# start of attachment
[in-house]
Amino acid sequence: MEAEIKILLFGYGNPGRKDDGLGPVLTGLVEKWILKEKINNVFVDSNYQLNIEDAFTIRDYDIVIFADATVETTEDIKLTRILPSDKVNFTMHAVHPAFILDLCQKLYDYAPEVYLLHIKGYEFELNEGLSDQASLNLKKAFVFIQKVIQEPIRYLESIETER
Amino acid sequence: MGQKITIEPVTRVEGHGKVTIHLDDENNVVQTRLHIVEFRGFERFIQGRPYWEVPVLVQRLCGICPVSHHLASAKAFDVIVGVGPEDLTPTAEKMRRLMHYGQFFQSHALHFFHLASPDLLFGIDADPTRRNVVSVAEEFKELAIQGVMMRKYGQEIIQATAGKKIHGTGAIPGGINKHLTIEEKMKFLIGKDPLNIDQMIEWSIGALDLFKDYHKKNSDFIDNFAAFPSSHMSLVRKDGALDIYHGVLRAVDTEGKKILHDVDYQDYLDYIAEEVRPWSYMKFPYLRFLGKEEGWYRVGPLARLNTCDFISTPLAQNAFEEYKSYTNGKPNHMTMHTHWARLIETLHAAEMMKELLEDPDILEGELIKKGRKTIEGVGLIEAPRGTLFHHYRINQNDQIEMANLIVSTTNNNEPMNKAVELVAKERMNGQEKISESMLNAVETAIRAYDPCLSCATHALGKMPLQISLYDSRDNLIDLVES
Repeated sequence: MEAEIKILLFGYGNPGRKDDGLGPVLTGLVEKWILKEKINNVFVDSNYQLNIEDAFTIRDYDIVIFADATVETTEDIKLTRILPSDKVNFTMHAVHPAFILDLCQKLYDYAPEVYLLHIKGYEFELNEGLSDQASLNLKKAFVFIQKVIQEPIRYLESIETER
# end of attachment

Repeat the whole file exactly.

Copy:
[in-house]
Amino acid sequence: MEAEIKILLFGYGNPGRKDDGLGPVLTGLVEKWILKEKINNVFVDSNYQLNIEDAFTIRDYDIVIFADATVETTEDIKLTRILPSDKVNFTMHAVHPAFILDLCQKLYDYAPEVYLLHIKGYEFELNEGLSDQASLNLKKAFVFIQKVIQEPIRYLESIETER
Amino acid sequence: MGQKITIEPVTRVEGHGKVTIHLDDENNVVQTRLHIVEFRGFERFIQGRPYWEVPVLVQRLCGICPVSHHLASAKAFDVIVGVGPEDLTPTAEKMRRLMHYGQFFQSHALHFFHLASPDLLFGIDADPTRRNVVSVAEEFKELAIQGVMMRKYGQEIIQATAGKKIHGTGAIPGGINKHLTIEEKMKFLIGKDPLNIDQMIEWSIGALDLFKDYHKKNSDFIDNFAAFPSSHMSLVRKDGALDIYHGVLRAVDTEGKKILHDVDYQDYLDYIAEEVRPWSYMKFPYLRFLGKEEGWYRVGPLARLNTCDFISTPLAQNAFEEYKSYTNGKPNHMTMHTHWARLIETLHAAEMMKELLEDPDILEGELIKKGRKTIEGVGLIEAPRGTLFHHYRINQNDQIEMANLIVSTTNNNEPMNKAVELVAKERMNGQEKISESMLNAVETAIRAYDPCLSCATHALGKMPLQISLYDSRDNLIDLVES
Repeated sequence: MEAEIKILLFGYGNPGRKDDGLGPVLTGLVEKWILKEKINNVFVDSNYQLNIEDAFTIRDYDIVIFADATVETTEDIKLTRILPSDKVNFTMHAVHPAFILDLCQKLYDYAPEVYLLHIKGYEFELNEGLSDQASLNLKKAFVFIQKVIQEPIRYLESIETER